The Bearcats win a wild, physical game, and with it, the C-USA tournament title, 55-50 against DePaul.
By Associated Press
Published March 14, 2004
CINCINNATI - An elbow flew, followed by a fist. Players talked trash as they chased each other down the court. Finally, the pep band struck up the theme from Rocky.
This title game mimicked a prize fight, and once again, Cincinnati was the last one standing.
Tony Bobbitt overcame a punch to the groin, returning to make the decisive shots, and the 13th-ranked Bearcats won another Conference USA tournament championship by beating DePaul 55-50 on Saturday.
"It doesn't matter," said Bobbitt, wearing one of the nets around his neck. "We got the win."
The Bearcats (24-6) survived a tumultuous second half - a technical foul, an ejection, a wild last minute - to get their fourth tournament title. They also won a share of the regular-season championship.
Bobbitt left the game after LeVar Seals hit him in the groin with 8:22 left, drawing an ejection. When he recovered from the low blow, Bobbitt made a pivotal 3-pointer and a driving lay-in that clinched it.
Bobbitt ran down the court with his arms raised like a championship fighter after his lay-in put Cincinnati up 52-45 with 39 seconds left. He was voted the tournament's MVP, finishing with a team-high 17 points.
Seals evidently retaliated for Bobbitt - the Bearcats' notorious trash talker - bending his ear after he hit a 3-pointer on Cincinnati's previous possession.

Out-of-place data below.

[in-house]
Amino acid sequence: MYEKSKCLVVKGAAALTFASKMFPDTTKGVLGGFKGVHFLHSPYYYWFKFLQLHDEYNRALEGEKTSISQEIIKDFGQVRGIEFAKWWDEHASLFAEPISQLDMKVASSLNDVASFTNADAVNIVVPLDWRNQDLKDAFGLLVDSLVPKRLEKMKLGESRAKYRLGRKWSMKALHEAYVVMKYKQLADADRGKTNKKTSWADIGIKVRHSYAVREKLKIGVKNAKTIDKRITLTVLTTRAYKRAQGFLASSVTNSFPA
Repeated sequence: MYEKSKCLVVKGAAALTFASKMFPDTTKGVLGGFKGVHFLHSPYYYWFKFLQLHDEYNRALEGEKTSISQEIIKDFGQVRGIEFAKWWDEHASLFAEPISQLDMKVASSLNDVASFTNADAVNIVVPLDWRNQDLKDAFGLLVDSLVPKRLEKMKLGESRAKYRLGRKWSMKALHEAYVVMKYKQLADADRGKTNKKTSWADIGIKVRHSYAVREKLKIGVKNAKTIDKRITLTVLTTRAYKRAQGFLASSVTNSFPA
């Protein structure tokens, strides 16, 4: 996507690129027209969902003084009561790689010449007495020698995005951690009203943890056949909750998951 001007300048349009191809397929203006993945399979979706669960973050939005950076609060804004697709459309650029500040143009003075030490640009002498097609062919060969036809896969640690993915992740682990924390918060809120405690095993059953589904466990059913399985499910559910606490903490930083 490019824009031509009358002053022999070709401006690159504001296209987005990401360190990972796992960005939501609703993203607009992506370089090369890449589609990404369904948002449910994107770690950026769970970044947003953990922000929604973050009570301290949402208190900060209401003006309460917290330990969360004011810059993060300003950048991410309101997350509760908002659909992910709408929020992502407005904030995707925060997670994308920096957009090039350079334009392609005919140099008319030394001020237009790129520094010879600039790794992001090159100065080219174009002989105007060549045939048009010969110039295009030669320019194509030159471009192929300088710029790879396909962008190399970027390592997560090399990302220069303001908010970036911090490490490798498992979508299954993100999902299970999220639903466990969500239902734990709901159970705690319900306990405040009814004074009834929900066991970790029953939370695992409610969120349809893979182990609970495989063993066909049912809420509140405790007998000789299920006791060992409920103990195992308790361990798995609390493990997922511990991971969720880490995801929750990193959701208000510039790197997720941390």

"I had a couple of words to say. Wow," Bobbitt said. "That's what we're known for, our toughness. We were both talking, and I'm not going to shut my mouth."
DePaul (21-9) shot a season-low 35.3 percent from the field in its second C-USA final. The Blue Demons lost to Saint Louis in the 2000 game, and were glum after losing their composure and another title game.
"They played pretty good defense," said Delonte Holland, who had 17 points. "It was a real physical game. That's all I have to say."
There were two technicals and Seals' ejection in a hard-edged game played only 12 hours after the semifinals ended. There was some recent history involved, of course.
The teams split their season series, with DePaul winning in Chicago last week. That game cost Cincinnati a chance to win the regular season championship, setting up a five-way tie for first place.
"They ruined our chance for the outright title," said forward Eric Hicks, who had 10 points, nine rebounds and a technical foul. "We were looking for payback. Whoever wins the conference tournament is the conference champion to me."
Just as it did during its semifinal win over Alabama-Birmingham, DePaul came out lethargic and fell behind by double-digits. This time, there would be no comeback.